There are many forms of protectionism. One type protects local businesses against big corporations. Another type protects larger local businesses against local smaller upstarts. The first can be good policy that helps protect local businesses against outside market forces that have the power to dramatically alter the local business scene. The second protects some local businesses against other less wealthy local people trying to enter the marketplace.

I started out as a small “food truck” type construction company. I barely had enough money to buy the next $150 tool that I needed. Fortunately there were no onerous financial and regulatory barriers to trying to start a small construction business. Now I look around and I see young people starting out with small construction enterprises.  I see them under-charging customers because they don’t understand the real costs of doing business yet – just like I did years ago. They get jobs because of these low prices, end up losing money on many of them, and they either figure it out or they go do something else. These little operations are sometimes a minor annoyance because of their effect on the market, but how can I advocate policies that prevent some young person from giving it a shot just like I did years ago? That would be pretty elitist of me. Some of these little enterprises might grow up to be established, respected building companies that employ people and provide quality construction services. I can’t justify slamming the door behind me on the next generation of builders and remodelers just because I don’t want the competition.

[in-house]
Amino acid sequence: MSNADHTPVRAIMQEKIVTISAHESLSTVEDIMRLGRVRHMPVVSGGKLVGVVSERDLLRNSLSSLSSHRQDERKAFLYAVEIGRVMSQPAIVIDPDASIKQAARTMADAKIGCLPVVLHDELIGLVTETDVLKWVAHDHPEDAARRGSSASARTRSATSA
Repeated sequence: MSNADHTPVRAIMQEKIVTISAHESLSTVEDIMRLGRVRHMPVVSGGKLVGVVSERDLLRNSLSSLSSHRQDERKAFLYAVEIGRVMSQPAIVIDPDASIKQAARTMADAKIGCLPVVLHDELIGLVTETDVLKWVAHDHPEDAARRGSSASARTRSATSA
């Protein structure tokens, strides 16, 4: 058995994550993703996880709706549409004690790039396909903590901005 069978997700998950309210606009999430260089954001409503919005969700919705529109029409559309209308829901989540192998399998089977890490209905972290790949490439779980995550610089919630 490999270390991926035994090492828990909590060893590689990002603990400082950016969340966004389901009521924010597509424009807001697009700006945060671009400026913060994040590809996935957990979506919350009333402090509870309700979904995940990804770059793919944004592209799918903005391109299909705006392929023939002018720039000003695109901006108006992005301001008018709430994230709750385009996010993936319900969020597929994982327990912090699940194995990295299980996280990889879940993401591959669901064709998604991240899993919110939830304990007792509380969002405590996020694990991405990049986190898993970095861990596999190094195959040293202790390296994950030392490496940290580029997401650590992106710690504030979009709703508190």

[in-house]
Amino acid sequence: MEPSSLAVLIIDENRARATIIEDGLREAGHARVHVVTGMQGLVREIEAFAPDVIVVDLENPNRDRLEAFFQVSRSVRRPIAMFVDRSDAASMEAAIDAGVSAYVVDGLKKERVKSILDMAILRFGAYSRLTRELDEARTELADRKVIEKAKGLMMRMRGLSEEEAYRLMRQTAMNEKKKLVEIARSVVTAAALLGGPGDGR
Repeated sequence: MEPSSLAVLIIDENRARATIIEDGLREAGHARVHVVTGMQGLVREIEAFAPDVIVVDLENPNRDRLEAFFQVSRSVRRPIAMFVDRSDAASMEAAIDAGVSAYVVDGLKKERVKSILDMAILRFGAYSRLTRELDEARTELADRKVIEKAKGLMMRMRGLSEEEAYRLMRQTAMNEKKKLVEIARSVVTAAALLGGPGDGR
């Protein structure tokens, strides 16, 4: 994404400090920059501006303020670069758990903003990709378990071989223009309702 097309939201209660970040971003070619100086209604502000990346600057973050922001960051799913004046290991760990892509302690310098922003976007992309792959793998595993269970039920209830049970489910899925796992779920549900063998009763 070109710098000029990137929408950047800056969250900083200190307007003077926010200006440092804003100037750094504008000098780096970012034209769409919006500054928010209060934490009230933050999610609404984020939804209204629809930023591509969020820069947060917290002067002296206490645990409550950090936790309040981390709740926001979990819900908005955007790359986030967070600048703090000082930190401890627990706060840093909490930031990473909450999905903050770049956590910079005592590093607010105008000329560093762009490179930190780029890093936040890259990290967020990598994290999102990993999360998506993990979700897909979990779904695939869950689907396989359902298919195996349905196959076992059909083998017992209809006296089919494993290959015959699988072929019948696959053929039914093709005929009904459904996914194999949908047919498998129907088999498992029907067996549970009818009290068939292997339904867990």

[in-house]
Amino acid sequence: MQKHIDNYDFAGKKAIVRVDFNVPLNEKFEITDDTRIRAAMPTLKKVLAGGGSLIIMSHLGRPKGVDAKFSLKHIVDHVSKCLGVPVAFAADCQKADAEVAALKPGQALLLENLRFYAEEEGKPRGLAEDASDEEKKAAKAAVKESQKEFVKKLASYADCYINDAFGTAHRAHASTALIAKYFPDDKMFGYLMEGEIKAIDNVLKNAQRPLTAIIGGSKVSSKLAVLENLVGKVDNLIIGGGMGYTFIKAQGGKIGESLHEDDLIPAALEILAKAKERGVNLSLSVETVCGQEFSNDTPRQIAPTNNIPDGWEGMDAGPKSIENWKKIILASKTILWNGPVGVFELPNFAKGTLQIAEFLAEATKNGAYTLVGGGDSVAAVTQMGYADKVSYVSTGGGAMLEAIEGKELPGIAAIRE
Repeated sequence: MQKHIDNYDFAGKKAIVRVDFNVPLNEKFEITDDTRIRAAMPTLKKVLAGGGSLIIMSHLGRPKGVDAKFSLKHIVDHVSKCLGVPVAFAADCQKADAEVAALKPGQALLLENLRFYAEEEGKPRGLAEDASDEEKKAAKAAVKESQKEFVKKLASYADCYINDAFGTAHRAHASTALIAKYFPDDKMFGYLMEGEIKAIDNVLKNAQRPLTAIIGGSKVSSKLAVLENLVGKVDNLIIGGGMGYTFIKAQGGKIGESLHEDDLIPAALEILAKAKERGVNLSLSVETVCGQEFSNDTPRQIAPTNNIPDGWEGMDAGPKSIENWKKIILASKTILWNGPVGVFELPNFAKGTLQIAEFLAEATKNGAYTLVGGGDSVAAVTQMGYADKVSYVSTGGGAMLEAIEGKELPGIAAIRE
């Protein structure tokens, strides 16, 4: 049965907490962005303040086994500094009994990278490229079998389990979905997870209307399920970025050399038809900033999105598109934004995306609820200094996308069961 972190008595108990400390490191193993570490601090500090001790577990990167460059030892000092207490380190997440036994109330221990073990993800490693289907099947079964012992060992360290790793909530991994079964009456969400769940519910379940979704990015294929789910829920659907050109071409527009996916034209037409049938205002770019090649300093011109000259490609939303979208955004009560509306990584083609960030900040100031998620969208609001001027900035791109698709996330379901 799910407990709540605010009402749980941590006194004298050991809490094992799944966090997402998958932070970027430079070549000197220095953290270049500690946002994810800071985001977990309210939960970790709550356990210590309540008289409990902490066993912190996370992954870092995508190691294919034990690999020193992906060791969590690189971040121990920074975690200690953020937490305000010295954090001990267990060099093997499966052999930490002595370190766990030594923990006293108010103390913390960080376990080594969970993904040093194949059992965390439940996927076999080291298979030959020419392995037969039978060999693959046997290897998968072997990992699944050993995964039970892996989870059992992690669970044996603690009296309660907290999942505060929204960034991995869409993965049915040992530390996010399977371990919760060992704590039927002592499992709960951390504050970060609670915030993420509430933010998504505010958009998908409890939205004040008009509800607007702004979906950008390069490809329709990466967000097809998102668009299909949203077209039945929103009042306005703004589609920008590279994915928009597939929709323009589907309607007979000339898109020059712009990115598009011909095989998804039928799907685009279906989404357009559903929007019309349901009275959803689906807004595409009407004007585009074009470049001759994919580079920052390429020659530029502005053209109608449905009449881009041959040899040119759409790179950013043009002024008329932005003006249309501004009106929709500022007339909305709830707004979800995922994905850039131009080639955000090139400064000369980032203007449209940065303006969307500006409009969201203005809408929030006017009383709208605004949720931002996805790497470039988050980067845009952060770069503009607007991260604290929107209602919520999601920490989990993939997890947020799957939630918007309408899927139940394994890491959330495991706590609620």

There’s been a lot of talk lately about how we are adopting a more business-friendly attitude and intend to make it easier to do business. There’s also the ever-present voicing of concerns that we shouldn’t let Chapel Hill turn into a town of elites that doesn’t provide housing and job opportunities for the less fortunate among us. The relatively high fees imposed on food truck businesses run counter to these sentiments.